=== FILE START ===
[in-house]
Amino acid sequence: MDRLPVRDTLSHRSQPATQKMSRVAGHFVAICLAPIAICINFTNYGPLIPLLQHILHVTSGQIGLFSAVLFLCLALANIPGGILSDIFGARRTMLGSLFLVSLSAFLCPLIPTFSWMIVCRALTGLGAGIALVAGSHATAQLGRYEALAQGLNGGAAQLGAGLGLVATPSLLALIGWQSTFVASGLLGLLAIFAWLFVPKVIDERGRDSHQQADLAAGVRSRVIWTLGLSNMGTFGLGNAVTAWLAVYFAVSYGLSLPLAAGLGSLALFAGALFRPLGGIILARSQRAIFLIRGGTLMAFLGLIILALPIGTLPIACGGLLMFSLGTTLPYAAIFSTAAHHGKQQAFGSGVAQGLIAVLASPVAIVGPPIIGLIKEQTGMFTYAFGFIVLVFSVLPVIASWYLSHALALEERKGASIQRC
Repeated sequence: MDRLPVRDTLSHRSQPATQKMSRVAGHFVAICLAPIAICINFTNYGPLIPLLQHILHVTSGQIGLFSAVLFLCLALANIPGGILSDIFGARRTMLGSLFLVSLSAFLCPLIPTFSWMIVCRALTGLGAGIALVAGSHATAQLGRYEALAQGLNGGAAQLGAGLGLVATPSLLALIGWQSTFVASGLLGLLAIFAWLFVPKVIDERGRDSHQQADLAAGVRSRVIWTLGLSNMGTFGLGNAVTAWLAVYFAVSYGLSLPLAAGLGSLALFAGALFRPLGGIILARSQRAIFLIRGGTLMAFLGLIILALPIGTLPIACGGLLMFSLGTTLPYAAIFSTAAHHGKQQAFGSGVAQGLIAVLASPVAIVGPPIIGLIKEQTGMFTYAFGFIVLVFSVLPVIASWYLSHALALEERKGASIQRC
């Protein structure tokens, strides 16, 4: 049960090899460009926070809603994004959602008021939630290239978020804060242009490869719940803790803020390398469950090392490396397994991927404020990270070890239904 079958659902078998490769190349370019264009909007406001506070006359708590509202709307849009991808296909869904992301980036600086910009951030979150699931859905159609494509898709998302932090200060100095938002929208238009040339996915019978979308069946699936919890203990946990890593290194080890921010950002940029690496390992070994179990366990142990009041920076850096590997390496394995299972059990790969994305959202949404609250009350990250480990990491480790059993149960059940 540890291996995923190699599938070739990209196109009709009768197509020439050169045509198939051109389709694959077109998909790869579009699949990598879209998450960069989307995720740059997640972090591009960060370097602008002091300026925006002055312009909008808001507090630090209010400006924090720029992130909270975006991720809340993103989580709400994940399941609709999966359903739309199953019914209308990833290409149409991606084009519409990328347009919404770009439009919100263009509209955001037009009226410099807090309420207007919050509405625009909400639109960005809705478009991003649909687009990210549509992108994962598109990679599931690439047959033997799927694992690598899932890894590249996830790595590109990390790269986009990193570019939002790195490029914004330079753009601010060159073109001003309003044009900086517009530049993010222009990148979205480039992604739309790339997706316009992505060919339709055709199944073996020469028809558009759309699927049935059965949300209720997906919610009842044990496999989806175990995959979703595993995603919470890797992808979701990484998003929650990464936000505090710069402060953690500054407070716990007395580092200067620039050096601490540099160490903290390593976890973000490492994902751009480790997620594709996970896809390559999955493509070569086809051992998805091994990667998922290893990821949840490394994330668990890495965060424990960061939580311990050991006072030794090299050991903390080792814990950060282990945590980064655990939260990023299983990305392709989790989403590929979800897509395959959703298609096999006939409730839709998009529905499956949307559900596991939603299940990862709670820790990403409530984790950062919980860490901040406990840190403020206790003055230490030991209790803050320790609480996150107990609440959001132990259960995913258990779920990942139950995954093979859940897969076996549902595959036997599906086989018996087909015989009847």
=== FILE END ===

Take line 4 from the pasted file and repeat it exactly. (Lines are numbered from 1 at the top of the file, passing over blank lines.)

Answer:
């Protein structure tokens, strides 16, 4: 049960090899460009926070809603994004959602008021939630290239978020804060242009490869719940803790803020390398469950090392490396397994991927404020990270070890239904 079958659902078998490769190349370019264009909007406001506070006359708590509202709307849009991808296909869904992301980036600086910009951030979150699931859905159609494509898709998302932090200060100095938002929208238009040339996915019978979308069946699936919890203990946990890593290194080890921010950002940029690496390992070994179990366990142990009041920076850096590997390496394995299972059990790969994305959202949404609250009350990250480990990491480790059993149960059940 540890291996995923190699599938070739990209196109009709009768197509020439050169045509198939051109389709694959077109998909790869579009699949990598879209998450960069989307995720740059997640972090591009960060370097602008002091300026925006002055312009909008808001507090630090209010400006924090720029992130909270975006991720809340993103989580709400994940399941609709999966359903739309199953019914209308990833290409149409991606084009519409990328347009919404770009439009919100263009509209955001037009009226410099807090309420207007919050509405625009909400639109960005809705478009991003649909687009990210549509992108994962598109990679599931690439047959033997799927694992690598899932890894590249996830790595590109990390790269986009990193570019939002790195490029914004330079753009601010060159073109001003309003044009900086517009530049993010222009990148979205480039992604739309790339997706316009992505060919339709055709199944073996020469028809558009759309699927049935059965949300209720997906919610009842044990496999989806175990995959979703595993995603919470890797992808979701990484998003929650990464936000505090710069402060953690500054407070716990007395580092200067620039050096601490540099160490903290390593976890973000490492994902751009480790997620594709996970896809390559999955493509070569086809051992998805091994990667998922290893990821949840490394994330668990890495965060424990960061939580311990050991006072030794090299050991903390080792814990950060282990945590980064655990939260990023299983990305392709989790989403590929979800897509395959959703298609096999006939409730839709998009529905499956949307559900596991939603299940990862709670820790990403409530984790950062919980860490901040406990840190403020206790003055230490030991209790803050320790609480996150107990609440959001132990259960995913258990779920990942139950995954093979859940897969076996549902595959036997599906086989018996087909015989009847």